The shutdown of Apsara had to be postponed till the experiments were completed. It was, therefore, just appropriate that when we completed all these experiments in 2010, activities towards decommissioning [of Apsara] had started in parallel. The old fuel of the reactor was removed in December 2010.

The AHWR has undergone many peer reviews. When do you plan to have the ground-breaking ceremony for the reactor, which ought to have been held five years ago? Have you chosen the site for the reactor? There is an allegation that research in thorium-fuelled reactors will take a back seat because India is going to import 36 reactors.

Thorium will be the backbone it will be the main fuel of the Indian nuclear power programme a few decades from now when the country will have reached a large level of electricity generation capacity through Fast Breeder Reactors. Bringing thorium on a large scale earlier than necessary will slow down the breeding potential of the Fast Breeder Reactors, and thorium, therefore, has to be brought in only when necessary.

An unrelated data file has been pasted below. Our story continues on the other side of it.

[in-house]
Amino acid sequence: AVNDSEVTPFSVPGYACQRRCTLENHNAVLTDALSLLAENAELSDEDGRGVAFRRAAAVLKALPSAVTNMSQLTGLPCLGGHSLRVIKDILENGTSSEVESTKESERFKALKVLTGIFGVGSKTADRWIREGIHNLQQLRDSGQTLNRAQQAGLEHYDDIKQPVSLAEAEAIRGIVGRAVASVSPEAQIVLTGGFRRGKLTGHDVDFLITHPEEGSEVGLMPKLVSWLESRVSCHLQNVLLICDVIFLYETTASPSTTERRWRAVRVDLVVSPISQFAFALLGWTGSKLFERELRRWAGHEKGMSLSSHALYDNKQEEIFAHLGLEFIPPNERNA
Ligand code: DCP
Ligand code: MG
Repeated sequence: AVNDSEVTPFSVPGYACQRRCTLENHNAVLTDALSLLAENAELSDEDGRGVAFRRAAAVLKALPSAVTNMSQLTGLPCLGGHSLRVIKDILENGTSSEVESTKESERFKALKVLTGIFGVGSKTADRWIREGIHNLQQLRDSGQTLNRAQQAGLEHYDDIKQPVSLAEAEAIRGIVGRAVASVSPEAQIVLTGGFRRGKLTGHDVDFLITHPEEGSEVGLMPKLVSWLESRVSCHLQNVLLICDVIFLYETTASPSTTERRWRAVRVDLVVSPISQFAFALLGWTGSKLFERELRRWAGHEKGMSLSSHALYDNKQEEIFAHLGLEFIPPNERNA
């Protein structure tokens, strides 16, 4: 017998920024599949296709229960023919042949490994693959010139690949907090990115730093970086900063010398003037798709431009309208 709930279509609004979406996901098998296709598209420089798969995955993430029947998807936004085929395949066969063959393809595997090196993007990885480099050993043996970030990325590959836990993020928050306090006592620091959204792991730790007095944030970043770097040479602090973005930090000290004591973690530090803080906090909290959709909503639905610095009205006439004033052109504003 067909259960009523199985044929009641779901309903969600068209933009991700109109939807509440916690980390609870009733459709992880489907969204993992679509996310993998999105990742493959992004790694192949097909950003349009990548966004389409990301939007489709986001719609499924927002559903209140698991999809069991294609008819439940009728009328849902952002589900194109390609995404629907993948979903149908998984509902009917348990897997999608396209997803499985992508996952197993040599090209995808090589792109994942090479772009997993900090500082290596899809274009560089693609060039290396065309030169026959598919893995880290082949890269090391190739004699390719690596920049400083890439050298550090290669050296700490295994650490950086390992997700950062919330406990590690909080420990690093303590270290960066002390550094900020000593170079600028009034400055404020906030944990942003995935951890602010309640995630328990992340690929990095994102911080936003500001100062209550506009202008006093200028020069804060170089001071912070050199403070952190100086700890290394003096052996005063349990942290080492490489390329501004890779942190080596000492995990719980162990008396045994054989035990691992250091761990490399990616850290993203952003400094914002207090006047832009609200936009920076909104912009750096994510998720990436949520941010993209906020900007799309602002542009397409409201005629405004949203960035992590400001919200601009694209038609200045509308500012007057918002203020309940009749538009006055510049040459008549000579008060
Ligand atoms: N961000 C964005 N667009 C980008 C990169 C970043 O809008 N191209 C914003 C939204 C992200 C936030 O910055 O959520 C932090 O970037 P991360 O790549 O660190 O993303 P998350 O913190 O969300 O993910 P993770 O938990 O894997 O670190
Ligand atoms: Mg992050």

However, considering the importance of achieving a proven and mature technology in time, India has been engaged in a large volume of research in the field of the thorium fuel cycle, and thorium has already been irradiated in research and power reactors. Setting up the AHWR in a demonstration mode is the logical extension of these activities to prove thorium-related technology for commercial exploitation.

We have been working on the development of all aspects of the thorium fuel cycle. The AHWR Critical Facility at BARC has been loaded with a fuel cluster bearing thorium, and we have already done several experiments. The AHWR will also serve to demonstrate an extremely high level of passive safety that can enable in future, when large-scale deployment of nuclear power is done, the capacity to achieve safety levels that can qualify these reactors to be located close to population centres.